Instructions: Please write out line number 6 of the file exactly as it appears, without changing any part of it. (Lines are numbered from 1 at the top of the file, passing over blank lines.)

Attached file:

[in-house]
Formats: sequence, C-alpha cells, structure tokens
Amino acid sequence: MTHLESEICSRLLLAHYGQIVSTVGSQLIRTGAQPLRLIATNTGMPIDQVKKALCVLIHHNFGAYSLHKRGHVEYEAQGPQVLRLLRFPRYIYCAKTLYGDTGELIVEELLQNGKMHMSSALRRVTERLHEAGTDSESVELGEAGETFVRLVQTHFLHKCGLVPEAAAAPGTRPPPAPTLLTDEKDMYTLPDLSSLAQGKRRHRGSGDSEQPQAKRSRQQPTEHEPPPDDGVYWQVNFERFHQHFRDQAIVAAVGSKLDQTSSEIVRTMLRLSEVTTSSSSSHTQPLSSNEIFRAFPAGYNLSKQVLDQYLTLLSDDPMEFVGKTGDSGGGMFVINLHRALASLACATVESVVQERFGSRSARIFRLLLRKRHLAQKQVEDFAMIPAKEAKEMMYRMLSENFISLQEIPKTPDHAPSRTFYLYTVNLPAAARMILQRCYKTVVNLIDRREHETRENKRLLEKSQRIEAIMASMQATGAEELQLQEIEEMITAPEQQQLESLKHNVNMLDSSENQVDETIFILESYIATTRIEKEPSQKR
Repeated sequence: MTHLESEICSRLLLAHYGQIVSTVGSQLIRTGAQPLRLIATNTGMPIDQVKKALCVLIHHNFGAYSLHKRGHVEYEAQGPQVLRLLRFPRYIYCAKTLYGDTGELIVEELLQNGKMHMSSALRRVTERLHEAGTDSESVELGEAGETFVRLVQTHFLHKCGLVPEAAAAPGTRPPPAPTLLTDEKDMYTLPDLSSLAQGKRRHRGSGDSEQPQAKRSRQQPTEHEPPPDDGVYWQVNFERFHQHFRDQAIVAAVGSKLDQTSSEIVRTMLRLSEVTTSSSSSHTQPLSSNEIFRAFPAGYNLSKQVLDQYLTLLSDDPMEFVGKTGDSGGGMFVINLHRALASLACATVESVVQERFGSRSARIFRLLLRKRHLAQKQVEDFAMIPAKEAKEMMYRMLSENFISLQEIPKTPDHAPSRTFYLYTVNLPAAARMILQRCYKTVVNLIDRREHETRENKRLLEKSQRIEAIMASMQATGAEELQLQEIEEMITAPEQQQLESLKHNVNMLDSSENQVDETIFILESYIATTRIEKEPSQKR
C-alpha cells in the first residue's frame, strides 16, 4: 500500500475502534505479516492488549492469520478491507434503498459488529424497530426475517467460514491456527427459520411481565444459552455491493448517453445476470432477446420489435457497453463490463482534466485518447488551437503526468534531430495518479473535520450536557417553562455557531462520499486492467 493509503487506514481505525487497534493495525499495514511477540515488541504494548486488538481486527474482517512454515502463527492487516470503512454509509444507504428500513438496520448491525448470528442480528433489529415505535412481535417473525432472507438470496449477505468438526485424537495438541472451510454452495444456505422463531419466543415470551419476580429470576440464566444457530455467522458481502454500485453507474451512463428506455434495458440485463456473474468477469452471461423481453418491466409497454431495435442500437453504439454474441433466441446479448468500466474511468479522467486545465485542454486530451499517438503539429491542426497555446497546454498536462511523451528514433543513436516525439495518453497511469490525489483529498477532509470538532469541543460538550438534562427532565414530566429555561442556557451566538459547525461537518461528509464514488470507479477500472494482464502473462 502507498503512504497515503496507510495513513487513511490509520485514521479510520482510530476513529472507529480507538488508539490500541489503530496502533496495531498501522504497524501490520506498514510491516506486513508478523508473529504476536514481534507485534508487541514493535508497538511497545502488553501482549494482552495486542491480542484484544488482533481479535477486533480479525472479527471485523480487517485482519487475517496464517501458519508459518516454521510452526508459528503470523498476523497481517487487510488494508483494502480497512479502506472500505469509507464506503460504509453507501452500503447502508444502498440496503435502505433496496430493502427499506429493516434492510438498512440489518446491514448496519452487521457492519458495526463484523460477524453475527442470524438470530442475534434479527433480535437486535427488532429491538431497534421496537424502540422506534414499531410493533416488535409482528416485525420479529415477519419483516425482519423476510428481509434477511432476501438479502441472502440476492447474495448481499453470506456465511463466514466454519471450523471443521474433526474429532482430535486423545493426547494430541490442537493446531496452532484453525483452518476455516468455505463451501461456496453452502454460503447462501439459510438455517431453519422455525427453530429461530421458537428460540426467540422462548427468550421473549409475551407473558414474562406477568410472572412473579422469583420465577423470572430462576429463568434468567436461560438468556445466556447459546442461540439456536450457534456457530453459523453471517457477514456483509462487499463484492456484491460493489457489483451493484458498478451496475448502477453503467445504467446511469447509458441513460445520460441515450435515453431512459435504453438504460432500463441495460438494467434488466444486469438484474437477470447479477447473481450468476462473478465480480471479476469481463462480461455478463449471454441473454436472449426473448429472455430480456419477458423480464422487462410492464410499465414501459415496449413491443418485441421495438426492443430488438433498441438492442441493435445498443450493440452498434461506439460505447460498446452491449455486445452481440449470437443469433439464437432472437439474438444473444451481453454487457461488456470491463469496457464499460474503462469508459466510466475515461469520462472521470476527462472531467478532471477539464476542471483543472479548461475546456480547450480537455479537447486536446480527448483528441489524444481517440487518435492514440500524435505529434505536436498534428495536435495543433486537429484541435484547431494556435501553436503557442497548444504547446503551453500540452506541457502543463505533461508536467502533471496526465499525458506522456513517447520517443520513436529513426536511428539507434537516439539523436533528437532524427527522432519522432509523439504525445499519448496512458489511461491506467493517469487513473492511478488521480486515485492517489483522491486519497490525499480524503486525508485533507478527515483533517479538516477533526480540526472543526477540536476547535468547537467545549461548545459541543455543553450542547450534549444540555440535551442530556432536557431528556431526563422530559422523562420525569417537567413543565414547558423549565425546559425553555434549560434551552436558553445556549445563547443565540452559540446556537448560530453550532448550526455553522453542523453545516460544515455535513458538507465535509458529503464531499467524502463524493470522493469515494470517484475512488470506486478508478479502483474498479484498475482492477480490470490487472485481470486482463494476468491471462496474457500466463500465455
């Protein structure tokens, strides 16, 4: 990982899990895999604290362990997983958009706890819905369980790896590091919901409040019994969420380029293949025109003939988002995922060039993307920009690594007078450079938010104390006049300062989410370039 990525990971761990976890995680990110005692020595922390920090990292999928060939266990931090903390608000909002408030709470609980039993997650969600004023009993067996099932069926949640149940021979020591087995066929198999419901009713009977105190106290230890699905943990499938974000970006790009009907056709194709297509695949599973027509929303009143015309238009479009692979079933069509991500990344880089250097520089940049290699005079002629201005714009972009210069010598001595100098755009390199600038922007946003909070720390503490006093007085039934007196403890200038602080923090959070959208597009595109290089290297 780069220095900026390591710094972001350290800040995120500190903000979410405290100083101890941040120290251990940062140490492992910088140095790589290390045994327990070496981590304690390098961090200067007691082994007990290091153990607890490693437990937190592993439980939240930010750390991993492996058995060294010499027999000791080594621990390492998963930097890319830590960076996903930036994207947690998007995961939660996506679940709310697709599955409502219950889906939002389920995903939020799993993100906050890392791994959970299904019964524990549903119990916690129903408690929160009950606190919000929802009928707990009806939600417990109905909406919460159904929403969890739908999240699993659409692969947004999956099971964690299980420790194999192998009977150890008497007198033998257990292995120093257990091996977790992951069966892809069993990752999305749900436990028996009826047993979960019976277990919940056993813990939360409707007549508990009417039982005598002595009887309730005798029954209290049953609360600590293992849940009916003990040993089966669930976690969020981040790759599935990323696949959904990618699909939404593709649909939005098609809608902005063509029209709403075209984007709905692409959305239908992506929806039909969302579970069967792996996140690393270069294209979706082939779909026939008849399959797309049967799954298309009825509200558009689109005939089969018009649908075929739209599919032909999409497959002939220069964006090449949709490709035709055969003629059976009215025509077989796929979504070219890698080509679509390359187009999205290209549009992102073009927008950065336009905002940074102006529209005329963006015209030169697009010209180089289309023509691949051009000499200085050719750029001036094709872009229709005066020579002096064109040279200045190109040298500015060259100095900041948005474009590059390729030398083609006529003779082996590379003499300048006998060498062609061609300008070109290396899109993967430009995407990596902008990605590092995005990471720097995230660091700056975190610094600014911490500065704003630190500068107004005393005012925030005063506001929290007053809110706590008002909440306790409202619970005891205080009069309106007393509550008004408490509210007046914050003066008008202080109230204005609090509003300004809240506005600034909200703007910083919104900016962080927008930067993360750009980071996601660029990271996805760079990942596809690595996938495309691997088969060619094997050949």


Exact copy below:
């Protein structure tokens, strides 16, 4: 990982899990895999604290362990997983958009706890819905369980790896590091919901409040019994969420380029293949025109003939988002995922060039993307920009690594007078450079938010104390006049300062989410370039 990525990971761990976890995680990110005692020595922390920090990292999928060939266990931090903390608000909002408030709470609980039993997650969600004023009993067996099932069926949640149940021979020591087995066929198999419901009713009977105190106290230890699905943990499938974000970006790009009907056709194709297509695949599973027509929303009143015309238009479009692979079933069509991500990344880089250097520089940049290699005079002629201005714009972009210069010598001595100098755009390199600038922007946003909070720390503490006093007085039934007196403890200038602080923090959070959208597009595109290089290297 780069220095900026390591710094972001350290800040995120500190903000979410405290100083101890941040120290251990940062140490492992910088140095790589290390045994327990070496981590304690390098961090200067007691082994007990290091153990607890490693437990937190592993439980939240930010750390991993492996058995060294010499027999000791080594621990390492998963930097890319830590960076996903930036994207947690998007995961939660996506679940709310697709599955409502219950889906939002389920995903939020799993993100906050890392791994959970299904019964524990549903119990916690129903408690929160009950606190919000929802009928707990009806939600417990109905909406919460159904929403969890739908999240699993659409692969947004999956099971964690299980420790194999192998009977150890008497007198033998257990292995120093257990091996977790992951069966892809069993990752999305749900436990028996009826047993979960019976277990919940056993813990939360409707007549508990009417039982005598002595009887309730005798029954209290049953609360600590293992849940009916003990040993089966669930976690969020981040790759599935990323696949959904990618699909939404593709649909939005098609809608902005063509029209709403075209984007709905692409959305239908992506929806039909969302579970069967792996996140690393270069294209979706082939779909026939008849399959797309049967799954298309009825509200558009689109005939089969018009649908075929739209599919032909999409497959002939220069964006090449949709490709035709055969003629059976009215025509077989796929979504070219890698080509679509390359187009999205290209549009992102073009927008950065336009905002940074102006529209005329963006015209030169697009010209180089289309023509691949051009000499200085050719750029001036094709872009229709005066020579002096064109040279200045190109040298500015060259100095900041948005474009590059390729030398083609006529003779082996590379003499300048006998060498062609061609300008070109290396899109993967430009995407990596902008990605590092995005990471720097995230660091700056975190610094600014911490500065704003630190500068107004005393005012925030005063506001929290007053809110706590008002909440306790409202619970005891205080009069309106007393509550008004408490509210007046914050003066008008202080109230204005609090509003300004809240506005600034909200703007910083919104900016962080927008930067993360750009980071996601660029990271996805760079990942596809690595996938495309691997088969060619094997050949």